The devices disclosed herein can be designed to be disposed of after a single procedure (which may comprise multiple firings), or they can be designed to be used in multiple procedures. In either case, however, the device can be reconditioned for reuse after at least one procedure. Reconditioning can include any combination of the steps of disassembly of the device, followed by cleaning or replacement of particular pieces, and subsequent reassembly. In particular, the device can be disassembled, and any number of the particular pieces or parts of the device can be selectively replaced or removed in any combination. Upon cleaning and/or replacement of particular parts, the device can be reassembled for subsequent use either at a reconditioning facility, or by a surgical team immediately prior to a surgical procedure. Those skilled in the art will appreciate that reconditioning of a device can utilize a variety of techniques for disassembly, cleaning/replacement, and reassembly. Use of such techniques, and the resulting reconditioned device, are all within the scope of the present application.
Preferably, the various embodiments of the invention described herein will be processed before surgery. First, a new or used instrument is obtained and if necessary cleaned. The instrument can then be sterilized. In one sterilization technique, the instrument is placed in a closed and sealed container, such as a thermoformed plastic shell covered with a sheet of TYVEK. The container and instrument are then placed in a field of radiation that can penetrate the container, such as gamma radiation, x-rays, or high-energy electrons. The radiation kills bacteria on the instrument and in the container. The sterilized instrument can then be stored in the sterile container. The sealed container keeps the instrument sterile until it is opened in the medical facility.
It is preferred that the device is sterilized. This can be done by any number of ways known to those skilled in the art including beta or gamma radiation, ethylene oxide, steam and other methods.
While the present invention has been illustrated by description of several embodiments and while the illustrative embodiments have been described in considerable detail, it is not the intention of the applicant to restrict or in any way limit the scope of the appended claims to such detail. Additional advantages and modifications may readily appear to those skilled in the art. The various embodiments of the present invention represent vast improvements over prior staple methods that require the use of different sizes of staples in a single cartridge to achieve staples that have differing formed (final) heights.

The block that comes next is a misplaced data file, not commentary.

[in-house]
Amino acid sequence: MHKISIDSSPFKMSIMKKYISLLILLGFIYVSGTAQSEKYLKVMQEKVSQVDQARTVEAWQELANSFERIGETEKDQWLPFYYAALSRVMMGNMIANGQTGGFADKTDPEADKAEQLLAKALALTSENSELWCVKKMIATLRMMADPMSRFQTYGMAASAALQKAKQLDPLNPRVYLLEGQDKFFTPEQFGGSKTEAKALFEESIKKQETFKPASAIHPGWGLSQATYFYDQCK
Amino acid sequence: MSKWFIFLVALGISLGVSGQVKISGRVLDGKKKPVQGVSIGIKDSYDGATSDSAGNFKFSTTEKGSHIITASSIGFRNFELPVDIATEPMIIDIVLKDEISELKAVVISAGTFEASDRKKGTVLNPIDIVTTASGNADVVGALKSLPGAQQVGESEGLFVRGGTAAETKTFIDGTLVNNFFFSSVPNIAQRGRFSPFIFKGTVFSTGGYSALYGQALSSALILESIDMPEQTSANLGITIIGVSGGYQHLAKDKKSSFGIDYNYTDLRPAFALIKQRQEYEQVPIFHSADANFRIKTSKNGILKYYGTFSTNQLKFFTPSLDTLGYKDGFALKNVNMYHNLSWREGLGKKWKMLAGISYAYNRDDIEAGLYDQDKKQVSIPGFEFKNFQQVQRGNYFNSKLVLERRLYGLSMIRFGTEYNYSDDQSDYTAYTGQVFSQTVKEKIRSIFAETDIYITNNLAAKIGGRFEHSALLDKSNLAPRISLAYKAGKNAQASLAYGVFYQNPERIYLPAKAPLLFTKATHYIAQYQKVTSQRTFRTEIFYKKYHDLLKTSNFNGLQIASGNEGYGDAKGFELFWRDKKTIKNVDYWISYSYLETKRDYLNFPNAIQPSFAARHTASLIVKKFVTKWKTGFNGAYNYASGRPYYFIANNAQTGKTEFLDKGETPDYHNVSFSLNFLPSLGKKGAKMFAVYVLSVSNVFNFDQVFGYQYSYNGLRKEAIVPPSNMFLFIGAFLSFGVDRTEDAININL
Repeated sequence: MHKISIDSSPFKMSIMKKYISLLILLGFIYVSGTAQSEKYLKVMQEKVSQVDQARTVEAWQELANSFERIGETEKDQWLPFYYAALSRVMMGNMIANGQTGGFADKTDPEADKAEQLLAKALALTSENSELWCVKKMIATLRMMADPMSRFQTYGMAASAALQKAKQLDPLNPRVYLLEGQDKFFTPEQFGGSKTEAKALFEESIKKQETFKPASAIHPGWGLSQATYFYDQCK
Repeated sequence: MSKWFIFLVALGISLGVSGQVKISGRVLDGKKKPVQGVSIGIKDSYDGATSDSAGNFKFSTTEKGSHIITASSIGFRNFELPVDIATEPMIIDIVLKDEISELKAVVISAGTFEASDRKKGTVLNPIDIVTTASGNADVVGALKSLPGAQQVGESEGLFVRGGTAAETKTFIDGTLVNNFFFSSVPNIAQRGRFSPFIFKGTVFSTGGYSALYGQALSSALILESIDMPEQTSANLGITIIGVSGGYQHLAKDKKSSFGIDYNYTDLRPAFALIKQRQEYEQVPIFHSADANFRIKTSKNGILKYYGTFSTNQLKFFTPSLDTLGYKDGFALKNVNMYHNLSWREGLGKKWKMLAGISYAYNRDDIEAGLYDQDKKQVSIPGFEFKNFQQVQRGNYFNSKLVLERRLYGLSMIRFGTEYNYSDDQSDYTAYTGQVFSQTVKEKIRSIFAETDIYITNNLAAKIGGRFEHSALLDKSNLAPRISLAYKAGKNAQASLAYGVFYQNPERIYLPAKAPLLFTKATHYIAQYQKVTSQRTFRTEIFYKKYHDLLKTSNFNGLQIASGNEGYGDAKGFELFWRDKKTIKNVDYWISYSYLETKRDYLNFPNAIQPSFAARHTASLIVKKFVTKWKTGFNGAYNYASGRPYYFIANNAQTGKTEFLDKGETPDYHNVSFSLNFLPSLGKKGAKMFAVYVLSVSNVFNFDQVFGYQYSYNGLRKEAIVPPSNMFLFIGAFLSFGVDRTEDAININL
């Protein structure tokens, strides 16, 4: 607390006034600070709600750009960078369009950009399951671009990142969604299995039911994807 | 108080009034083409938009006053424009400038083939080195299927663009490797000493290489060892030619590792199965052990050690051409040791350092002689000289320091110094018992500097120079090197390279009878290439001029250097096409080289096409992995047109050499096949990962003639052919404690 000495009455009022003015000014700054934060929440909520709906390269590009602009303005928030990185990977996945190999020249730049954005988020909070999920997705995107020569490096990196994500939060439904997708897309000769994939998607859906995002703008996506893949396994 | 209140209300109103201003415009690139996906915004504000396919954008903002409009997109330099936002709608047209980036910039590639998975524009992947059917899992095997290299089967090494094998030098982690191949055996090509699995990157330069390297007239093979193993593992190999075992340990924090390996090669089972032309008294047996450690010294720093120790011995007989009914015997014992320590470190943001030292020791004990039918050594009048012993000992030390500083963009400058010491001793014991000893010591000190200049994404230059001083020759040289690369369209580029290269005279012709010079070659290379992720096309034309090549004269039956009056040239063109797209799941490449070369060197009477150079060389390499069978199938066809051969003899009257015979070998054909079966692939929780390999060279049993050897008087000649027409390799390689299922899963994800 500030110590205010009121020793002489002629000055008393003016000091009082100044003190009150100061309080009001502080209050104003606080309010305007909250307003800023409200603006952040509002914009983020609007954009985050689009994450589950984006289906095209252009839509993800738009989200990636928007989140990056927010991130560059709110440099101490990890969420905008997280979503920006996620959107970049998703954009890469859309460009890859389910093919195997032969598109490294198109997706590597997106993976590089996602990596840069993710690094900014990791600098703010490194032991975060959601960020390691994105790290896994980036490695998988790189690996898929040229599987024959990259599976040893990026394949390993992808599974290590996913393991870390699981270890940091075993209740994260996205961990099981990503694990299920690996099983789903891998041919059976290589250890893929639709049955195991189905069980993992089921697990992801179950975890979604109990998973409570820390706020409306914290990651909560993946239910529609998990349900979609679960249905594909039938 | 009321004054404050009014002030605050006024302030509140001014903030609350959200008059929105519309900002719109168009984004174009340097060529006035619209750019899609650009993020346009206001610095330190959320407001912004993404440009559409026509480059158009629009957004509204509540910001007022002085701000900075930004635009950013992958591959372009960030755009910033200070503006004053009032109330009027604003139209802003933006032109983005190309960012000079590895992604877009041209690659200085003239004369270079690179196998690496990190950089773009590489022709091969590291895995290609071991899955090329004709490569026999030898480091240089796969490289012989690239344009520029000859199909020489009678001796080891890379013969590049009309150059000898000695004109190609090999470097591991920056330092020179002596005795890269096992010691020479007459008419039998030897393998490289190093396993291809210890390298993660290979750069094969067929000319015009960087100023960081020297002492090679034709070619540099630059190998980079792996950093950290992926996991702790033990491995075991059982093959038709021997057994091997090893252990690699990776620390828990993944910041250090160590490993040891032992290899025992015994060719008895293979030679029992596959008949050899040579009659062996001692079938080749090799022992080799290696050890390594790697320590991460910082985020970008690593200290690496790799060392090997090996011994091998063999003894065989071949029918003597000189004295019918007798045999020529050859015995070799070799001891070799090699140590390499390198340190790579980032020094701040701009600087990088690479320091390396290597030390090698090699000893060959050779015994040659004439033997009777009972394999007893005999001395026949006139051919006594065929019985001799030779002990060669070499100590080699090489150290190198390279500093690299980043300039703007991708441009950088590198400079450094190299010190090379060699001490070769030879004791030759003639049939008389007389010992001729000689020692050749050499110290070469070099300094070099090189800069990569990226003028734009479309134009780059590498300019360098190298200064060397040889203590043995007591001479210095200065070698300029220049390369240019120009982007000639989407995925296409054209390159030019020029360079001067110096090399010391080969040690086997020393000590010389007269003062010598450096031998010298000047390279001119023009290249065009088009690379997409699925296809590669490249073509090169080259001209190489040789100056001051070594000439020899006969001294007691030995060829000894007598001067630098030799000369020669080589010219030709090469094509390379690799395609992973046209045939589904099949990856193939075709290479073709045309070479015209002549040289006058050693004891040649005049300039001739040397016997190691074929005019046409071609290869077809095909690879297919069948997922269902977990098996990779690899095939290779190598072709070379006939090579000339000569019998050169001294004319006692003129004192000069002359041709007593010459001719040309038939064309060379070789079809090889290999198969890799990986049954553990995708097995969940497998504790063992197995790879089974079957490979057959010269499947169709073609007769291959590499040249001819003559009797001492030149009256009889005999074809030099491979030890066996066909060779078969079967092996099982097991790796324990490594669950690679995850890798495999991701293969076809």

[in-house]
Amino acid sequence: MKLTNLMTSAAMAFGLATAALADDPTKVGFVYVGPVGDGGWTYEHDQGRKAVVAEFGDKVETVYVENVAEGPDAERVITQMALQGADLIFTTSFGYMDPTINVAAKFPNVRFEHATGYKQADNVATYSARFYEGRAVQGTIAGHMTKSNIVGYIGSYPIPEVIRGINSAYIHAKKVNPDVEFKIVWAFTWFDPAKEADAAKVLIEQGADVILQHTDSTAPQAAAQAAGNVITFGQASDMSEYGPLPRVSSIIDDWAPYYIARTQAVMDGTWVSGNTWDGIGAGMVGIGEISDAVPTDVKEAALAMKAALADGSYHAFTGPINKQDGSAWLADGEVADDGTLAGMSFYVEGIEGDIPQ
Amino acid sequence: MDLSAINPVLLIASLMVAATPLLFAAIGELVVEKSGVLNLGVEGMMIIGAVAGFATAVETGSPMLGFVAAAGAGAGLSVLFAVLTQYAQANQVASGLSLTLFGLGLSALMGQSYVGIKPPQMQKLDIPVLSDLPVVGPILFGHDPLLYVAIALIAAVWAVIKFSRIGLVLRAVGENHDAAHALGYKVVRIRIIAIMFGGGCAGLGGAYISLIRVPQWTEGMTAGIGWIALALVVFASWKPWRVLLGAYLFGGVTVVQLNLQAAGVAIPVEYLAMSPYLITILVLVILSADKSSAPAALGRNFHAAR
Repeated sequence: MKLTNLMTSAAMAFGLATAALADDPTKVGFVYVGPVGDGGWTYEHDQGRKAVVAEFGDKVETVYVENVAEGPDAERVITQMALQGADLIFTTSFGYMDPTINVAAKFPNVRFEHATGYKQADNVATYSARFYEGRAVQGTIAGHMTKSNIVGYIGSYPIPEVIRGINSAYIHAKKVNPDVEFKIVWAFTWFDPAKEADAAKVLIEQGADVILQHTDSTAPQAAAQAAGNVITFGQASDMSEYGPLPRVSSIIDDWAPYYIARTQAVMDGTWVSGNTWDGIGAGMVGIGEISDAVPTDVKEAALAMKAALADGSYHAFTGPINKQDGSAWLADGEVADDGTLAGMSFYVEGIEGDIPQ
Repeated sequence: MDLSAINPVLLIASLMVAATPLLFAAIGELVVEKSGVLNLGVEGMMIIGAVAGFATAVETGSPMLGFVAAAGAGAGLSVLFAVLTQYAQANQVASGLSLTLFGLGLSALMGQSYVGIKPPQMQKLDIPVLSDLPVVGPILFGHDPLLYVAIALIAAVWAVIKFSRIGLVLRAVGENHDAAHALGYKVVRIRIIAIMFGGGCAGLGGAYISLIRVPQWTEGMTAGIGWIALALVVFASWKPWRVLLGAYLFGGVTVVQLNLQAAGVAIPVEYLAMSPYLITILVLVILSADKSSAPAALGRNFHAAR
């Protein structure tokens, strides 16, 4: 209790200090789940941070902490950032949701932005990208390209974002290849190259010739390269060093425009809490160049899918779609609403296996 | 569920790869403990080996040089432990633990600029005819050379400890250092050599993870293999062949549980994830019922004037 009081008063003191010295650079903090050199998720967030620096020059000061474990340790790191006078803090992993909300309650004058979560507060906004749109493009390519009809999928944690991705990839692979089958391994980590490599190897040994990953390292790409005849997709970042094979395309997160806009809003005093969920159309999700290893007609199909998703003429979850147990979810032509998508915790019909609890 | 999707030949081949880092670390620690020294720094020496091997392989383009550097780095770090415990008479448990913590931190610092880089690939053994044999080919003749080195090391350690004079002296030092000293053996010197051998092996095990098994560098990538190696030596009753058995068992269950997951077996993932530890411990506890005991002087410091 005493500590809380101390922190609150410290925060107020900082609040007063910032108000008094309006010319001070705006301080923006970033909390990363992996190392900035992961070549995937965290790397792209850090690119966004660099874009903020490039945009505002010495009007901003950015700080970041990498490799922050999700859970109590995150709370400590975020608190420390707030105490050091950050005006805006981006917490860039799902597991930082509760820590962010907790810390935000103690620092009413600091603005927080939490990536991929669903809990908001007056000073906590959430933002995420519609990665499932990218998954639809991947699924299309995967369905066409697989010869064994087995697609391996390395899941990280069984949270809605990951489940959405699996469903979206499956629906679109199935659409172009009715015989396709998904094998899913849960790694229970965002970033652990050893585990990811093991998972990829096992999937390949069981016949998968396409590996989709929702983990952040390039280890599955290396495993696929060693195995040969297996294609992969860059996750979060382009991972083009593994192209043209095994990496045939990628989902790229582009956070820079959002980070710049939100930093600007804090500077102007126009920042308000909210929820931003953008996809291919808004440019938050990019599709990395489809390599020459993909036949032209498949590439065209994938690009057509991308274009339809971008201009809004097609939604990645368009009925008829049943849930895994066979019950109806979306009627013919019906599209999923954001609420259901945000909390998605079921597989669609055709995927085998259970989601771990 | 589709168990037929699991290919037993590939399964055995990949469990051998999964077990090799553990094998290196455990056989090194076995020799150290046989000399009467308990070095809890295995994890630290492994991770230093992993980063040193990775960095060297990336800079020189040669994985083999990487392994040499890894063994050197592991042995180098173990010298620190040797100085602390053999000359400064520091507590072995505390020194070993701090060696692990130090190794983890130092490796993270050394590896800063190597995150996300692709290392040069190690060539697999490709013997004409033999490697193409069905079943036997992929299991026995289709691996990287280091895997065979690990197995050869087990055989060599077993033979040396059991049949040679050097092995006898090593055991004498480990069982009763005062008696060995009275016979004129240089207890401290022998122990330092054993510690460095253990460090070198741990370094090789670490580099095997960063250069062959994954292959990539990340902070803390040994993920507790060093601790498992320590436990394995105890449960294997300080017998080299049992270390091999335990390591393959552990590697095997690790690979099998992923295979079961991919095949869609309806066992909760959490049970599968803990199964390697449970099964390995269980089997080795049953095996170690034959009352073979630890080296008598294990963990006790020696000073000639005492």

Accordingly, the present invention has been discussed in terms of endoscopic procedures and apparatus. However, use herein of terms such as “endoscopic” should not be construed to limit the present invention to a surgical stapling and severing instrument for use only in conjunction with an endoscopic tube (i.e., cannula or trocar). On the contrary, it is believed that the present invention may find use in any procedure where access is limited, including but not limited to laparoscopic procedures, as well as open procedures. Moreover, the unique and novel aspects of the various staple cartridge embodiments of the present invention may find utility when used in connection with other forms of stapling apparatuses without departing from the spirit and scope of the present invention.
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|Cooperative Classification||A61B2017/2927, A61B17/07207, A61B2017/00539, A61B2017/00039, A61B2017/00022, A61B2017/0003, A61B2019/467|
|Jun 26, 2008||AS||Assignment|
Owner name: ETHICON ENDO-SURGERY, INC., OHIO
Free format text: ASSIGNMENT OF ASSIGNORS INTEREST;ASSIGNORS:SHELTON, FREDERICK E., IV;YATES, DAVID C.;SMITH, RICHARDC.;REEL/FRAME:021152/0884
Effective date: 20080611
|Sep 10, 2014||FPAY||Fee payment|
Year of fee payment: 4